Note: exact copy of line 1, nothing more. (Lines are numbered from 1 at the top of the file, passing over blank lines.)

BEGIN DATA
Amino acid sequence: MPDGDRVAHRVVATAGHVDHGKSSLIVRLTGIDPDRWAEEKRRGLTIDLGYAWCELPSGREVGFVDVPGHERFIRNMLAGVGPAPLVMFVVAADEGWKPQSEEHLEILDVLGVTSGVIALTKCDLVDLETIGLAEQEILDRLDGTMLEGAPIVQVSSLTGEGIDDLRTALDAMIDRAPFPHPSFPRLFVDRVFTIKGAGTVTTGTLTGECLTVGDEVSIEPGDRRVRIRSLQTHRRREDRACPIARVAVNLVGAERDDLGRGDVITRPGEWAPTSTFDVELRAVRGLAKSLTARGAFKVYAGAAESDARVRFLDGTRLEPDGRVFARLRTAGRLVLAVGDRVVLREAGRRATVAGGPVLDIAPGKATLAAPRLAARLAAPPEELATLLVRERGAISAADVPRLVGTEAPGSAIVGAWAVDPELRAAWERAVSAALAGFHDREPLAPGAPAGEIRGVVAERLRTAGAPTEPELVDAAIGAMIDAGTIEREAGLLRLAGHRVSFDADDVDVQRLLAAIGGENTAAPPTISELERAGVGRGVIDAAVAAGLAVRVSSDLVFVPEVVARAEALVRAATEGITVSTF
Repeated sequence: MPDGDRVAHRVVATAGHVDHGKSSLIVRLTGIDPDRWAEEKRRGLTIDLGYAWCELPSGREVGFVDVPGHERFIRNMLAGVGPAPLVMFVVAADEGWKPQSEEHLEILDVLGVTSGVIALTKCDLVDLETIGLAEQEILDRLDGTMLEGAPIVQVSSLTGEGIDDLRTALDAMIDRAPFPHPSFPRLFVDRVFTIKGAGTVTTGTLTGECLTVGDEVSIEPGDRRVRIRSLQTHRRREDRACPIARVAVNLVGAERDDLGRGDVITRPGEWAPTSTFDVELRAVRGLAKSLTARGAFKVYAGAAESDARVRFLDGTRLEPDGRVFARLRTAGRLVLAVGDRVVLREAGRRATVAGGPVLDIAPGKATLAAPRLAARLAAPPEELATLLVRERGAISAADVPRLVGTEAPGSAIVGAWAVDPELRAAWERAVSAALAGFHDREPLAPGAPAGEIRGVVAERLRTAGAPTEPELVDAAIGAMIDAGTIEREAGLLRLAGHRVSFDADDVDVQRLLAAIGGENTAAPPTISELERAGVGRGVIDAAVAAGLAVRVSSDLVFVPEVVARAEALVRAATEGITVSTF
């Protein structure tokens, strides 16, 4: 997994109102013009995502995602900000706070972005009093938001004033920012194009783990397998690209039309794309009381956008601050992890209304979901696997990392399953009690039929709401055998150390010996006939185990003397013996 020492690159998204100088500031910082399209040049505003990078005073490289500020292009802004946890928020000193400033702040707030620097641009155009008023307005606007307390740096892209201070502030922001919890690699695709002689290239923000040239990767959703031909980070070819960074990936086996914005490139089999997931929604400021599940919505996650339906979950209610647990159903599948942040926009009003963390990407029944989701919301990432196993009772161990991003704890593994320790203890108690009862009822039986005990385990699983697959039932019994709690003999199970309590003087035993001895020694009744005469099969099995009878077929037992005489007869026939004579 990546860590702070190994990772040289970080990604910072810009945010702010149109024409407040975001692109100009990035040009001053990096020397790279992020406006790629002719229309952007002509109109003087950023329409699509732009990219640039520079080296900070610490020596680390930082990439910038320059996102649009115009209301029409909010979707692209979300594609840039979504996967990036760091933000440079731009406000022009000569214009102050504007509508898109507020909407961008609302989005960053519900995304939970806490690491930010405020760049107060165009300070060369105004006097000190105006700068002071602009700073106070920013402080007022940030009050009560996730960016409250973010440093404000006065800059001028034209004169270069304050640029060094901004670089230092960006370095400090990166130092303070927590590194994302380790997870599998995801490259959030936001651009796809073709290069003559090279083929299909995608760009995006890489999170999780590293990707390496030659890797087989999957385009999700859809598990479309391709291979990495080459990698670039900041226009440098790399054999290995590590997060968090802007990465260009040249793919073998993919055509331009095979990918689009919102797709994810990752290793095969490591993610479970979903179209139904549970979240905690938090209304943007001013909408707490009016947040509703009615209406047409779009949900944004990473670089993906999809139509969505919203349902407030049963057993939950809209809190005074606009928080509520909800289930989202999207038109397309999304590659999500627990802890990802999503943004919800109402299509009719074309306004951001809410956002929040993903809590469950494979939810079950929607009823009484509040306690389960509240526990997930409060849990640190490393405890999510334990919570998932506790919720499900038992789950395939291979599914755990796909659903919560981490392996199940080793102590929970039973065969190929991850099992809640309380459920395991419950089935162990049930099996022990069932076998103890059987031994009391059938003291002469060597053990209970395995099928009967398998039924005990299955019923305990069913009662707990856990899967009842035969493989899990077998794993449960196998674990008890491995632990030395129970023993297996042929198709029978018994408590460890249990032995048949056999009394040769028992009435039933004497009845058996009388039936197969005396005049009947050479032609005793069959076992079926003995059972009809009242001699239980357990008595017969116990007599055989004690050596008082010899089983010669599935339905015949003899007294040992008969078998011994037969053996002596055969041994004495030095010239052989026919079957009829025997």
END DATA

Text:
Amino acid sequence: MPDGDRVAHRVVATAGHVDHGKSSLIVRLTGIDPDRWAEEKRRGLTIDLGYAWCELPSGREVGFVDVPGHERFIRNMLAGVGPAPLVMFVVAADEGWKPQSEEHLEILDVLGVTSGVIALTKCDLVDLETIGLAEQEILDRLDGTMLEGAPIVQVSSLTGEGIDDLRTALDAMIDRAPFPHPSFPRLFVDRVFTIKGAGTVTTGTLTGECLTVGDEVSIEPGDRRVRIRSLQTHRRREDRACPIARVAVNLVGAERDDLGRGDVITRPGEWAPTSTFDVELRAVRGLAKSLTARGAFKVYAGAAESDARVRFLDGTRLEPDGRVFARLRTAGRLVLAVGDRVVLREAGRRATVAGGPVLDIAPGKATLAAPRLAARLAAPPEELATLLVRERGAISAADVPRLVGTEAPGSAIVGAWAVDPELRAAWERAVSAALAGFHDREPLAPGAPAGEIRGVVAERLRTAGAPTEPELVDAAIGAMIDAGTIEREAGLLRLAGHRVSFDADDVDVQRLLAAIGGENTAAPPTISELERAGVGRGVIDAAVAAGLAVRVSSDLVFVPEVVARAEALVRAATEGITVSTF